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I’m not suggesting that anyone do this. Perhaps it is just a side note to file away until later in one’s dance life, but I believe an excellent exercise for port de bras is Spanish dance. The technique is a little different, but the positions are the same. Port de bras seems to be a much bigger deal in Spanish than ballet, at least based on the amount of time one spends practicing it. Playing castanets while doing the port de bras will definitely cure droopy elbow syndrome.

 

Most modern styles emphasize initiating movement from the torso, which I think can help you learn to use the back in moving the arms.

 

But the best thing for the ballet student in my opinion is just to watch the really good people in your class and emulate them. With time and lots of classes, you will improve.

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I have just the same problem, Skyish!

 

And because we don't use mirrors much, I never know if I am doing it right or not, that is the trouble!

 

I do what I think I am supposed to be doing, and then when I do get to see in the mirror, I realise that my elbows are still too pointy (my usual worst problem). How do I deal with this when I can't see myself - where am I supposed to "feel" it when my arms are not-too-straight-and-not-too-bent?

 

Jane

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I have really angular boney arms. And slightly hyperextended. And we don't have mirrors... Ick.

 

One teacher had me lie on my back and guide my arms through port de bras... I then had to do this on my own every day for a few weeks - if its a hard floor, and you pay attention, you can really feel it in your back and shoulder girdle... And then realise that's how it's supposed to feel standing up! Makes you really engage your torso - and yes, it is quite a strenuous work out until you get used to it!

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Wow!! Thank you all so much, now I actually have an idea about how I must feel while moving my arms, I can feel the difference.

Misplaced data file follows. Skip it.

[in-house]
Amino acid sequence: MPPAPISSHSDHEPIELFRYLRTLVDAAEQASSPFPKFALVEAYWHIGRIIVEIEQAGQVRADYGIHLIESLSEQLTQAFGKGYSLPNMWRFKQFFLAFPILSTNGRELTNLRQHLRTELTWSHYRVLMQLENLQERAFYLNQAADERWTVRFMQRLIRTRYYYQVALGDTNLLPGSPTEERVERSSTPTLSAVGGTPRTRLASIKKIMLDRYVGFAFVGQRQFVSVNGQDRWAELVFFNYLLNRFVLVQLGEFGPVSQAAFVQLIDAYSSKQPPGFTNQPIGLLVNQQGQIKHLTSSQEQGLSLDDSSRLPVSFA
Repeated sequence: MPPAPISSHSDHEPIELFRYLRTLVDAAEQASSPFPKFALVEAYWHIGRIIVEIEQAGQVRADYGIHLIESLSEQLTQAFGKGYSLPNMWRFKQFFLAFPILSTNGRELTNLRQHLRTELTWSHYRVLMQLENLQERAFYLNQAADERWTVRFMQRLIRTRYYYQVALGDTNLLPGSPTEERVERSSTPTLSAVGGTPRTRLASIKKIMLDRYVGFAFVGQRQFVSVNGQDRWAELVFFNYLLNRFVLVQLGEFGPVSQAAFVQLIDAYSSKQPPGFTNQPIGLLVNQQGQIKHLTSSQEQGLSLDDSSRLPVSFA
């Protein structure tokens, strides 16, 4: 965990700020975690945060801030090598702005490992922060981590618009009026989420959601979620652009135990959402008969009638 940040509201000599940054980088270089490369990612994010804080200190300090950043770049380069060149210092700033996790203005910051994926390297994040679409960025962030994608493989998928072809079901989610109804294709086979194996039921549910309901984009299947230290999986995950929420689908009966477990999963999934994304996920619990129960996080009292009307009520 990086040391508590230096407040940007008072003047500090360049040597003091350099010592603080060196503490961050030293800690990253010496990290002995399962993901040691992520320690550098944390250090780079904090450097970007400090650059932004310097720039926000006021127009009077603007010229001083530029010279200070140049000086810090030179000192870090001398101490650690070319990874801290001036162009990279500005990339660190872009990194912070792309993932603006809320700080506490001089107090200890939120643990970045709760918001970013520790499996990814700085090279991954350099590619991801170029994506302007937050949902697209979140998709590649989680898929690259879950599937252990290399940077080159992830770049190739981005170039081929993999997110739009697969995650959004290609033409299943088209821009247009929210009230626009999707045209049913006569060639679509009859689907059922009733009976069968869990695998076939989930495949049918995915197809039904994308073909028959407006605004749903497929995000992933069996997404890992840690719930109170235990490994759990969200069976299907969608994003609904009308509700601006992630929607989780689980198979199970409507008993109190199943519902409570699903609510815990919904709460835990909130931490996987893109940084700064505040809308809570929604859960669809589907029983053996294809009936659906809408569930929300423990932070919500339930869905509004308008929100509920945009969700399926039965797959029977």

I didn't have class today but I had spring term registrations at school and I practiced a little in an empty hallway (yep, I'm one of those crazy, "can't-stop-dancing" dancers when I see an open space big enough to do a few steps =P) with my hiker boots on, lol, but this really is the first day in my life that I threw my front arm in the plie while doing a pirouette, and I believe that this really is connected to this "feeling the port de bras inside" thing! It's quite amazing =)) And I noticed that when I focus on my arms, my body acts like it already knows what to do and I don't need to think about the rest of the movement :shrug: Fascinating! Thank you again :unsure: (skyish discovers the miracles of port de bras)

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pink tights - this was over a year ago, so I just lay on my back right now to try to find the feeling.

 

I was on my back, on a hard floor, legs straight down but relaxed. Put your arms in a nice first position, and then open them to second - you should really feel you back engage and there's a point where you back feels super wide, engaged, and your arms are curved, not relaxed and straightened, and not on the floor. You should really really feel you back muscles. Then take them down to bras bas, through first, up throught fifth en haut, back to second... You can really then move your arms through these in multitudes of ways - my own teacher watched me, and we really were focusing on my second and en haut - but once you feel tha in your back, you then have to do the hard part - and feel it when standing. Seriously, simple port de bras exercises when standing can be a very very good back/shoulder work out.

 

I hope that helps. If not, let me know, and I'll ask my teacher more later this week.

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Guest pink tights

Thanks Ami--I'll try this out this week. The muscles in the back and shoulders are so important and are often overlooked. More awareness should also help to improve turns. I'll post a progress report in a few weeks.